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A stable analogue of glucose-dependent insulinotropic polypeptide, GIP(LysPAL(16)), enhances functional differentiation of mouse embryonic stem cells into cells expressing islet-specific genes and hormones

Biomedical Sciences Research Institute Computer Science Research Institute Environmental Sciences Research Institute Nanotechnology & Advanced Materials Research Institute

Marenah, Lamin, McCluskey, Janie, Abdel-Wahab, Yasser, O'Harte, Finbarr, McClenaghan, Neville and Flatt, Peter (2006) A stable analogue of glucose-dependent insulinotropic polypeptide, GIP(LysPAL(16)), enhances functional differentiation of mouse embryonic stem cells into cells expressing islet-specific genes and hormones. BIOLOGICAL CHEMISTRY, 387 (7). pp. 941-947. [Journal article]

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DOI: 10.1515/BC.2006.118

Abstract

Embryonic stem (ES) cells can be differentiated into insulin-producing cells by conditioning the culture media. However, the number of insulin-expressing cells and amount of insulin released is very low. Glucose-dependent insulinotropic polypeptide (GIP) enhances the growth and differentiation of pancreatic P-cells. This study examined the potential of the stable analogue GIP(LysPAL(16)) to enhance the differentiation of mouse ES cells into insulin-producing cells using a five-stage culturing strategy. Semi-quantitative PCR indicated mRNA expression of islet development markers (nestin, Pdx1, Nkx6.1, Oct4), mature pancreatic P-cell markers (insulin, glucagon, Glut2, Sur1, Kir6.1) and the GIP receptor gene GIP-R in undifferentiated (stage 1) cells, with increasing levels in differentiated stages 4 and 5. IAPP and somatostatin genes were only expressed in differentiated stages. lmmunohistochemical studies confirmed the presence of insulin, glucagon, somatostatin and IAPP in differentiated ES cells. After supplementation with GIP(LysPAL16), ES cells at stage 4 released insulin in response to secretagogues and glucose in a concentration-dependent manner, with 35-100% increases in insulin release. Cellular C-peptide content also increased by 45% at stages 4 and 5. We conclude that the stable GIP analogue enhanced differentiation of mouse ES cells towards a phenotype expressing specific P-cell genes and releasing insulin.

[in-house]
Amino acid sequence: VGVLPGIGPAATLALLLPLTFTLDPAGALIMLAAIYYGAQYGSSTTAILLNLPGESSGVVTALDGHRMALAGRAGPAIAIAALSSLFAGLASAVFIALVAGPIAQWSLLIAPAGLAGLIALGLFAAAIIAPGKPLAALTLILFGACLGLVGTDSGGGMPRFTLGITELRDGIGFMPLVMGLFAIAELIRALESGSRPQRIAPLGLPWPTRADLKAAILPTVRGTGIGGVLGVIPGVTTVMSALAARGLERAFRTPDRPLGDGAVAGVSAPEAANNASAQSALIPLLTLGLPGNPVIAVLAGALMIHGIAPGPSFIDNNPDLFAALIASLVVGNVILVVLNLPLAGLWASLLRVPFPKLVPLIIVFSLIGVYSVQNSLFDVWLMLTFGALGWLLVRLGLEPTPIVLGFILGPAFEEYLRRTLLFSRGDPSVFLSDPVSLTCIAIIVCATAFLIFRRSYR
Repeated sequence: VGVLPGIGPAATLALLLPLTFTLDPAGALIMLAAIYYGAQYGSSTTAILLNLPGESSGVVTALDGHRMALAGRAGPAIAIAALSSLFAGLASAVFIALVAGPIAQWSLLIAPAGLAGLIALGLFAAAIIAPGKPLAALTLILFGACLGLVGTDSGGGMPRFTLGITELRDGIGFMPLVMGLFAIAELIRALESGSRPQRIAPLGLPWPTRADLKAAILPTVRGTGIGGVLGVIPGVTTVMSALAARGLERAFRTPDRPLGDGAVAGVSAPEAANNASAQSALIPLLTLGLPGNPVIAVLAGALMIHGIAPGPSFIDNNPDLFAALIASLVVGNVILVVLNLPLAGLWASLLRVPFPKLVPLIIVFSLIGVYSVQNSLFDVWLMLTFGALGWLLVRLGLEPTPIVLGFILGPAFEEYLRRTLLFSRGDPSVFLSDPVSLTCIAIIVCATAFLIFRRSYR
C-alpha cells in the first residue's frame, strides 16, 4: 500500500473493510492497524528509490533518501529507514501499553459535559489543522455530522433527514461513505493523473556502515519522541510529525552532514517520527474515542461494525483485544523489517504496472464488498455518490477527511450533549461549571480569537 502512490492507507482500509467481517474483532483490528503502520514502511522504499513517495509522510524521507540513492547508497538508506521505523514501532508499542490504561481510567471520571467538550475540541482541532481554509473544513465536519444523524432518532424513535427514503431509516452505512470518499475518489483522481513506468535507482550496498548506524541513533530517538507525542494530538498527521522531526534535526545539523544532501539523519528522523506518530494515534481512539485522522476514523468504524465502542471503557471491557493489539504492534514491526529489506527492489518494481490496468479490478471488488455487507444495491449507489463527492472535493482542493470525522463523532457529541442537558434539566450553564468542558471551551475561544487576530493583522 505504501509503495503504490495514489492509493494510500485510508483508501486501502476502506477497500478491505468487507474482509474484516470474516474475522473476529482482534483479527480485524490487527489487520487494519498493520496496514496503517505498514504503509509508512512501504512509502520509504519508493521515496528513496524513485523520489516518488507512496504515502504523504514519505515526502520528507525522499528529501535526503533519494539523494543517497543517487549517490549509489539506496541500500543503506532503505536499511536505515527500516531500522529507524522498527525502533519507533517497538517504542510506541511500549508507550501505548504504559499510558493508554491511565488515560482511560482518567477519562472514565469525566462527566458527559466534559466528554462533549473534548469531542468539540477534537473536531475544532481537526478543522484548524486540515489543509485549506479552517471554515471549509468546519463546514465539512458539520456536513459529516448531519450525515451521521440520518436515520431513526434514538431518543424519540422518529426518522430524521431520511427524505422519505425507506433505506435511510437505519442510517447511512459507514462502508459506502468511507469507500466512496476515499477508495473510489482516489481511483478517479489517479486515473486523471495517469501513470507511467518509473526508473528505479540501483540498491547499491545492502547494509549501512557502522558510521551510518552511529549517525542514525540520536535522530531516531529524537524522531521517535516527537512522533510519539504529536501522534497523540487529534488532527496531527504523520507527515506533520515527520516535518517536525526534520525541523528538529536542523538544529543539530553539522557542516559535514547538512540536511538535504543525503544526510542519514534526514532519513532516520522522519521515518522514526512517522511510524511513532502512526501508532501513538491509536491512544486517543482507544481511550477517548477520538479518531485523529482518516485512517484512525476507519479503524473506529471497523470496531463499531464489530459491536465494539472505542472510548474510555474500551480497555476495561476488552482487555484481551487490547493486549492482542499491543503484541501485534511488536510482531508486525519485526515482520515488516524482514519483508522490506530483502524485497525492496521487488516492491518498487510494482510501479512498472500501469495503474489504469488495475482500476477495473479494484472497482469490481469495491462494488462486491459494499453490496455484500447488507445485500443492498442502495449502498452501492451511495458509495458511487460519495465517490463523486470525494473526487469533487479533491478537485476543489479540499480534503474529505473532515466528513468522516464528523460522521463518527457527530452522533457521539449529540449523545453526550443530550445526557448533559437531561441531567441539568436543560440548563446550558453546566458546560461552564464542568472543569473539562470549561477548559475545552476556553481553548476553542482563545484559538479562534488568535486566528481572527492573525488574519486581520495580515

Item Type:Journal article
Faculties and Schools:Faculty of Life and Health Sciences
Faculty of Life and Health Sciences > School of Biomedical Sciences
Research Institutes and Groups:Biomedical Sciences Research Institute
Biomedical Sciences Research Institute > Diabetes
ID Code:2972
Deposited By:Professor Peter Flatt
Deposited On:17 Dec 2009 15:18
Last Modified:15 Jun 2011 11:10

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